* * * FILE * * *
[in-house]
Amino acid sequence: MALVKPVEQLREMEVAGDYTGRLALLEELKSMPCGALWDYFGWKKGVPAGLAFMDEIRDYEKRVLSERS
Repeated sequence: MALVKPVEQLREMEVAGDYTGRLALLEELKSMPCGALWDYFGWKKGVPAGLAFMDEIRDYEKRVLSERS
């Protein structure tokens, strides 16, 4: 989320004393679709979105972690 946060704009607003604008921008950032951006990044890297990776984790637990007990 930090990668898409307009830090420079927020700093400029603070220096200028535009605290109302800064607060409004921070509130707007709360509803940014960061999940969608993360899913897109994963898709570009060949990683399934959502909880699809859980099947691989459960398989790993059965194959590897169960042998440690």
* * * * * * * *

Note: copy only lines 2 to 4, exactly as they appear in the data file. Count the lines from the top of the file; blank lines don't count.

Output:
Amino acid sequence: MALVKPVEQLREMEVAGDYTGRLALLEELKSMPCGALWDYFGWKKGVPAGLAFMDEIRDYEKRVLSERS
Repeated sequence: MALVKPVEQLREMEVAGDYTGRLALLEELKSMPCGALWDYFGWKKGVPAGLAFMDEIRDYEKRVLSERS
């Protein structure tokens, strides 16, 4: 989320004393679709979105972690 946060704009607003604008921008950032951006990044890297990776984790637990007990 930090990668898409307009830090420079927020700093400029603070220096200028535009605290109302800064607060409004921070509130707007709360509803940014960061999940969608993360899913897109994963898709570009060949990683399934959502909880699809859980099947691989459960398989790993059965194959590897169960042998440690």